Haggadot in History
Rescue of the treasured Sarajevo
What a welcome sight is the
reappearance of Hayim Yosef Yerushalmi's Haggadah and History on the shelves of bookstores. Reissued by the Jewish Publication Society of America in 2005, this second edition (reprinted from 1997) includes Yerushalmi's moving preface describing the rescue of the treasured Sarajevo Haggadah during the Bosnian war.
While the story of Passover is well-known, the history of the haggadah is less so. The earliest manuscript evidence, housed at the Center for Advanced Judaic Studies Library at the University of Pennsylvania, provides startling evidence about how the haggadah as a book has changed over time. Written nearly a thousand years ago in black ink on paper, the fragment at Penn preserves an ancient tradition of asking only three, not four questions. The text was discovered during the 1890s in the attic storehold or "genizah" of the Ben Ezra synagogue in Old Cairo. It turns out that in 11th century Cairo the night of Passover was different from all other nights even though the practice of "reclining" (mesubin) is omitted entirely from the familiar regimen of eating matsah, eating bitter herbs, and dipping twice. Notably, not only the content of the fragment differs from what is familiar today; the haggadah also took a different physical form. Blessings found in the manuscript which customarily are spoken in synagogue before the reading of the haftarah provide a telling clue. They seem to indicate that this haggadah was once transmitted within the siddur (prayer book) and not as a separate book, and was recited as part of the public prayer service.
Illuminated manuscript copies of the Hagadah, such as the one preserved in Sarajevo, show a transition already underway in the later Middle Ages. By 1486, when the first printed Haggadah appeared in northern Italy, it took the customary form of a separate book. But the only known copy, located at the Librarary of the Jewish Theological Seminary of America, is bound together with what its printers called a "Sidorello" in Judeo-Italian. Both the Haggadah and the precious prayer book came from the early Hebrew press of the Soncino family, the most prolific of all Hebrew printers during the era known as the "cradle of printing" before 1501. By a twist of fate, binding the two books together inadvertently restored the lost relationship between the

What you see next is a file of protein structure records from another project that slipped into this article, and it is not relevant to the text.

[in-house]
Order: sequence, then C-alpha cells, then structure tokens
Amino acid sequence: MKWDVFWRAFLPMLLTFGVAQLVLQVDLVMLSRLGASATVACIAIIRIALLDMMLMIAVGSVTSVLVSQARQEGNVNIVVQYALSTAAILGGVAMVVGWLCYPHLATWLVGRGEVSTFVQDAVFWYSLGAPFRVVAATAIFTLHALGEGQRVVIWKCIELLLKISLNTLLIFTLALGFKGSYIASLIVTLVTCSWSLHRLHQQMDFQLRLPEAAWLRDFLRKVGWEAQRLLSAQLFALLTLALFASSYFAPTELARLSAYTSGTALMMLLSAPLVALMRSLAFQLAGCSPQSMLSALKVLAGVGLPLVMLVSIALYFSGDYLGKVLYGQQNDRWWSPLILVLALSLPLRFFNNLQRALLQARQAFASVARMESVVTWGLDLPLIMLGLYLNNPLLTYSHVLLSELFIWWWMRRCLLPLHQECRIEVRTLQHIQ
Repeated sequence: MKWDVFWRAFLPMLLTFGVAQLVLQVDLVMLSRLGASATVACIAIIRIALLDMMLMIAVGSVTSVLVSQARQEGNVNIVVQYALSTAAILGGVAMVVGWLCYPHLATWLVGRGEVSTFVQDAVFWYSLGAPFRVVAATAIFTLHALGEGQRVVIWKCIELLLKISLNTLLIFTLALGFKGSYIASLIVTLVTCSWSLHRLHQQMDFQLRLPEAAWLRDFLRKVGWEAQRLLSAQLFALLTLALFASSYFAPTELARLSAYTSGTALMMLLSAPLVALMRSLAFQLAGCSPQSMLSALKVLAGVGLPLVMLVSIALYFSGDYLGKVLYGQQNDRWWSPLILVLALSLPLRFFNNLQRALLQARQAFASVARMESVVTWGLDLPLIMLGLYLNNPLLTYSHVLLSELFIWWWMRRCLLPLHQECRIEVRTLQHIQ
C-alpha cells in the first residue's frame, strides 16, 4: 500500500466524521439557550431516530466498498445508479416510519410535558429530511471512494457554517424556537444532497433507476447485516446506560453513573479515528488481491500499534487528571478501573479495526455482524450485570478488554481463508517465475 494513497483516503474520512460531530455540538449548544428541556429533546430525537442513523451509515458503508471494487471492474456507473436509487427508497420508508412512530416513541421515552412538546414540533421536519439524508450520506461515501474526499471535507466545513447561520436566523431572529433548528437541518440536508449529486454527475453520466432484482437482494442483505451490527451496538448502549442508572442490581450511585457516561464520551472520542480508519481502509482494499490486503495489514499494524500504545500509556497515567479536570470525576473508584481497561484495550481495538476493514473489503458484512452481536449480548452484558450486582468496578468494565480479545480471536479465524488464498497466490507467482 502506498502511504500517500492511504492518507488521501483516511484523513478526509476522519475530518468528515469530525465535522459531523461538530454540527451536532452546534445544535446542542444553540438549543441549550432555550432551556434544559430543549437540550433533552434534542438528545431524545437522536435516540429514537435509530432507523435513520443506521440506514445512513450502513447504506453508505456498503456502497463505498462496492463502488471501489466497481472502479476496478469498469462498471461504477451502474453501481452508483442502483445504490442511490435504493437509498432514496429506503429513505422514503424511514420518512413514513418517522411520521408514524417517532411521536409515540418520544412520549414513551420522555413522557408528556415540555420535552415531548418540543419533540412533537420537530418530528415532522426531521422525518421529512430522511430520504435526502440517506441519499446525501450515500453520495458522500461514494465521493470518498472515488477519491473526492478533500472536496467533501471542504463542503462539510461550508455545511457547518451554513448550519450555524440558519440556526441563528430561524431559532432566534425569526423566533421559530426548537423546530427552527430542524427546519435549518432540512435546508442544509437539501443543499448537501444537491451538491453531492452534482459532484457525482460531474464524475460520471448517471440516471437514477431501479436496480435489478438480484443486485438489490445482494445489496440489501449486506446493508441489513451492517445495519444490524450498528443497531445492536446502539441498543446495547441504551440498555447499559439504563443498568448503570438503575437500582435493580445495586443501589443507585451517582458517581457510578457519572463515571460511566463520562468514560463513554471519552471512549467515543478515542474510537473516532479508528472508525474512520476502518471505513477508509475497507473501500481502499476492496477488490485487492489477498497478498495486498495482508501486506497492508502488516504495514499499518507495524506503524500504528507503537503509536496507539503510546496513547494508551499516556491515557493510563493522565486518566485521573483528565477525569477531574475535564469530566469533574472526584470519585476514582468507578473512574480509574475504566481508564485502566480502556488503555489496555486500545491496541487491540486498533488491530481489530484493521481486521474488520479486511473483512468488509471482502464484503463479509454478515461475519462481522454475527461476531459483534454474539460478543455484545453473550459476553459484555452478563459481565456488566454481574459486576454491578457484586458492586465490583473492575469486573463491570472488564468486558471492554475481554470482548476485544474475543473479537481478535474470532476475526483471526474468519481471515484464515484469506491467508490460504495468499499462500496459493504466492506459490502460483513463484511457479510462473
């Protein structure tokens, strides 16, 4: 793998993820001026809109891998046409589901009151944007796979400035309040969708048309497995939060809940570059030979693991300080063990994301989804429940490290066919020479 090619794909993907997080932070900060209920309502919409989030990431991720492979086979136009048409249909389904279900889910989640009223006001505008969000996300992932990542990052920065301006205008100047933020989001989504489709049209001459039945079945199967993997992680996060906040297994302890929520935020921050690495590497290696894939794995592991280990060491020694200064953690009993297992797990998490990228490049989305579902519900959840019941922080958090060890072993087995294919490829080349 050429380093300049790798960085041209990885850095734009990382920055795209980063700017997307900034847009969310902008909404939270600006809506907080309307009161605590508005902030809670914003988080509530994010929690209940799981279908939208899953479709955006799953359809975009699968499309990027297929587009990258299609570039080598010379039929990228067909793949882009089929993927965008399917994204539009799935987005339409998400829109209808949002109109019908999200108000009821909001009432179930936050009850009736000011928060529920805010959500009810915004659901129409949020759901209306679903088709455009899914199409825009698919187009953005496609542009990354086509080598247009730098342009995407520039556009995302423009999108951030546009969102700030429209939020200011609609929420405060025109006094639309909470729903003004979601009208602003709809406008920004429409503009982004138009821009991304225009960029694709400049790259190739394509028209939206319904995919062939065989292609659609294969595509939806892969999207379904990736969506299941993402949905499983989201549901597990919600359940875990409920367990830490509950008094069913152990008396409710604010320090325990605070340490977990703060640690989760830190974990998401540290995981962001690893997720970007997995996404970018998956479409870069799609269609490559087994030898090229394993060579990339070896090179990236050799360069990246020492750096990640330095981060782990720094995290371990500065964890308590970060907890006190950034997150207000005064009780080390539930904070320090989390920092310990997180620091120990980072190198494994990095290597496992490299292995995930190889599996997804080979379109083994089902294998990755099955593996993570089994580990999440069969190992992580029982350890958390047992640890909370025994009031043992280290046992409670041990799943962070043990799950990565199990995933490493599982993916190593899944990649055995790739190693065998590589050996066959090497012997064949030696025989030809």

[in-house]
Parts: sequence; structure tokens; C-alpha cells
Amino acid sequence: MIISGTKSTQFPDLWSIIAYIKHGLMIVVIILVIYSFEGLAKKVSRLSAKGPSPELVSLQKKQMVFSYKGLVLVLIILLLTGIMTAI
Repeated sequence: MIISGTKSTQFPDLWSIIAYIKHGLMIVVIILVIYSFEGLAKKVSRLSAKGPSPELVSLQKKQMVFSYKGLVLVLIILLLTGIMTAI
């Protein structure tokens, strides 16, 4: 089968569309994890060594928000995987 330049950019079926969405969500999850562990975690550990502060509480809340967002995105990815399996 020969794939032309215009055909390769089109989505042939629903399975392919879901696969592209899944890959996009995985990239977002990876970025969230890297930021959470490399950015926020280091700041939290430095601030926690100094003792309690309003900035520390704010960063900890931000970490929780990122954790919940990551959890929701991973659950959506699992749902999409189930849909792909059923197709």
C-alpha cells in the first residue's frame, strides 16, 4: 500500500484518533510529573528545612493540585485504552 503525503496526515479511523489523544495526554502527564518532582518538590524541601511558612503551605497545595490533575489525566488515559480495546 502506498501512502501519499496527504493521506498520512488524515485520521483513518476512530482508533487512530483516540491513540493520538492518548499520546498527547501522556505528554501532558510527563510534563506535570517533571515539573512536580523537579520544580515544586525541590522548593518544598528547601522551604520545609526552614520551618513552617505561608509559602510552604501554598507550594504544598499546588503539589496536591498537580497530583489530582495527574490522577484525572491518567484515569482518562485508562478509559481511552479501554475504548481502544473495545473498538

The Soncino Haggadah was printed in vocalized, square type - itself a technological feat mastered for the first time only a year earlier - and was accompanied by lovely, woodcut initial words. Full illustrations would come a century later. Among the most popular illustrated Haggadot were those printed on the Italian peninsula. The Venetian tradition of Haggadah illustration of the early seventeenth-century, for example, recurs in a number of Haggadot published in Livorno (Leghorn, Tuscany) during the 19th century. By 1863, Livorno had become the fifth largest center of Hebrew printing in the world. The printing house of Solomon Belforte and Co., based in Livorno, emerged as the primary supplier of Hebrew books to Sephardic communities around the Mediterranean and as far east as Baghdad and Calcutta. On the eve of the Holocaust, Belforte had published 28 editions of Haggadot, several illustrated after the Venetian tradition, and many with accompanying translations in Ladino and Judeo-Arabic. Though forced underground, the Belforte press - like the Sarajevo Haggadah - survived the ravages of war. In 1948, Belforte published its 29th edition in the beautiful, large square letters that typified its remarkable tradition of Hebrew printing. The fate of both forms part of the ongoing story of haggadot in history.
In November of 2005, at a conference on Ladino held in Livorno, the 200th anniversary of Belforte and Co., the most prolific publisher of Sephardic Haggadot in the century before the Holocaust, was celebrated. It is perhaps a fitting coincidence that Yerushalmi's masterful survey and study of perhaps the most beautiful and beloved of Jewish ceremonial books came back into print in the same year as the Belforte bicentenary.
Arthur Kiron is curator
of Judaica Collections at the University of Pennsylvania Library.
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